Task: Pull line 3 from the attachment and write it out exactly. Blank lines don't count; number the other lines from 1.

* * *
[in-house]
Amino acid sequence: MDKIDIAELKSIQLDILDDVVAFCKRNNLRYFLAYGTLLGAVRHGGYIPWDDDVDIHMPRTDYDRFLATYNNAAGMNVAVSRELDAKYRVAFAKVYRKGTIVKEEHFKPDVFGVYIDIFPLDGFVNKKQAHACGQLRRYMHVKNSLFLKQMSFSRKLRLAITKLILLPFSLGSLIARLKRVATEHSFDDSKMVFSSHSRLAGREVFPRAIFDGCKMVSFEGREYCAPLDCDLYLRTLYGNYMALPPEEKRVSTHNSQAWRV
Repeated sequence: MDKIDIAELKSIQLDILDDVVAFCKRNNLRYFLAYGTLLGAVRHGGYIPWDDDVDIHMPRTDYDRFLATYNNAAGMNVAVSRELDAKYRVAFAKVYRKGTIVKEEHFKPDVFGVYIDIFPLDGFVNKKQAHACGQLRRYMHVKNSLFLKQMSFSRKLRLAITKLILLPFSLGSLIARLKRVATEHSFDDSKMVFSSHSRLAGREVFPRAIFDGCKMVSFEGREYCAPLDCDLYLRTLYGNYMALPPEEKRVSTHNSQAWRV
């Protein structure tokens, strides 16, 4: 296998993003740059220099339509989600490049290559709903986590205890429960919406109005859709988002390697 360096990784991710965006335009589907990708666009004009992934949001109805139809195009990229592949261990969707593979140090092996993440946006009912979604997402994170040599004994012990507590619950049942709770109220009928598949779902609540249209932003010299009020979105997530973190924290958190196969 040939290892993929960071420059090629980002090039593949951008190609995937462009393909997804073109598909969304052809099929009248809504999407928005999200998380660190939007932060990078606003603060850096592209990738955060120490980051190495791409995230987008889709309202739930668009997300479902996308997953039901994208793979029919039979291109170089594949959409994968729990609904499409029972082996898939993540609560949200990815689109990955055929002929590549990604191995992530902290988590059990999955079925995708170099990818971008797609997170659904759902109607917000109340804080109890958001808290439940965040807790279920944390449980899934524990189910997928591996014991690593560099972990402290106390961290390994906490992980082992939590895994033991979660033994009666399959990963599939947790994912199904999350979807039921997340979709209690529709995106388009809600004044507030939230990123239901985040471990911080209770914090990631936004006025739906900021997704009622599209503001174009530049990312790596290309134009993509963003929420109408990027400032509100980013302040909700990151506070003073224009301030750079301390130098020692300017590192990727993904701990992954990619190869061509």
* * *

Repeated sequence: MDKIDIAELKSIQLDILDDVVAFCKRNNLRYFLAYGTLLGAVRHGGYIPWDDDVDIHMPRTDYDRFLATYNNAAGMNVAVSRELDAKYRVAFAKVYRKGTIVKEEHFKPDVFGVYIDIFPLDGFVNKKQAHACGQLRRYMHVKNSLFLKQMSFSRKLRLAITKLILLPFSLGSLIARLKRVATEHSFDDSKMVFSSHSRLAGREVFPRAIFDGCKMVSFEGREYCAPLDCDLYLRTLYGNYMALPPEEKRVSTHNSQAWRV